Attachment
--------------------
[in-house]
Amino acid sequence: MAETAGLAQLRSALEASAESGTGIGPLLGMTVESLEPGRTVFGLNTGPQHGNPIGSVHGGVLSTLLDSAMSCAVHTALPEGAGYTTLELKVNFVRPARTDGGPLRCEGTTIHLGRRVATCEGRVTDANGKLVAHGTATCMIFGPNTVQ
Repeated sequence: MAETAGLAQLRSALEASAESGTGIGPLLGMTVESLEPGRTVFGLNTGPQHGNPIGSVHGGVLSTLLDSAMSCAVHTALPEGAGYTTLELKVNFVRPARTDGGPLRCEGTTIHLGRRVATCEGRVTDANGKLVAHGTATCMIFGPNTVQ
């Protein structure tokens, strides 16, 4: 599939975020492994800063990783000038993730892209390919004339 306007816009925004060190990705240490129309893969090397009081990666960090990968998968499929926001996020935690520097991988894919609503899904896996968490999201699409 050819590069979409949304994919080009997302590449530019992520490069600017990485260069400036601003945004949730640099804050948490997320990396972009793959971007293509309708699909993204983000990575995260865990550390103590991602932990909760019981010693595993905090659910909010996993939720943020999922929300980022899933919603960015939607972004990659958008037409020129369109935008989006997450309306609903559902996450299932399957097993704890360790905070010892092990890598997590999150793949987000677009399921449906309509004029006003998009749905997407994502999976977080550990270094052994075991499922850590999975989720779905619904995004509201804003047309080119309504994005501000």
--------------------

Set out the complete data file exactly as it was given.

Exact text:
[in-house]
Amino acid sequence: MAETAGLAQLRSALEASAESGTGIGPLLGMTVESLEPGRTVFGLNTGPQHGNPIGSVHGGVLSTLLDSAMSCAVHTALPEGAGYTTLELKVNFVRPARTDGGPLRCEGTTIHLGRRVATCEGRVTDANGKLVAHGTATCMIFGPNTVQ
Repeated sequence: MAETAGLAQLRSALEASAESGTGIGPLLGMTVESLEPGRTVFGLNTGPQHGNPIGSVHGGVLSTLLDSAMSCAVHTALPEGAGYTTLELKVNFVRPARTDGGPLRCEGTTIHLGRRVATCEGRVTDANGKLVAHGTATCMIFGPNTVQ
């Protein structure tokens, strides 16, 4: 599939975020492994800063990783000038993730892209390919004339 306007816009925004060190990705240490129309893969090397009081990666960090990968998968499929926001996020935690520097991988894919609503899904896996968490999201699409 050819590069979409949304994919080009997302590449530019992520490069600017990485260069400036601003945004949730640099804050948490997320990396972009793959971007293509309708699909993204983000990575995260865990550390103590991602932990909760019981010693595993905090659910909010996993939720943020999922929300980022899933919603960015939607972004990659958008037409020129369109935008989006997450309306609903559902996450299932399957097993704890360790905070010892092990890598997590999150793949987000677009399921449906309509004029006003998009749905997407994502999976977080550990270094052994075991499922850590999975989720779905619904995004509201804003047309080119309504994005501000």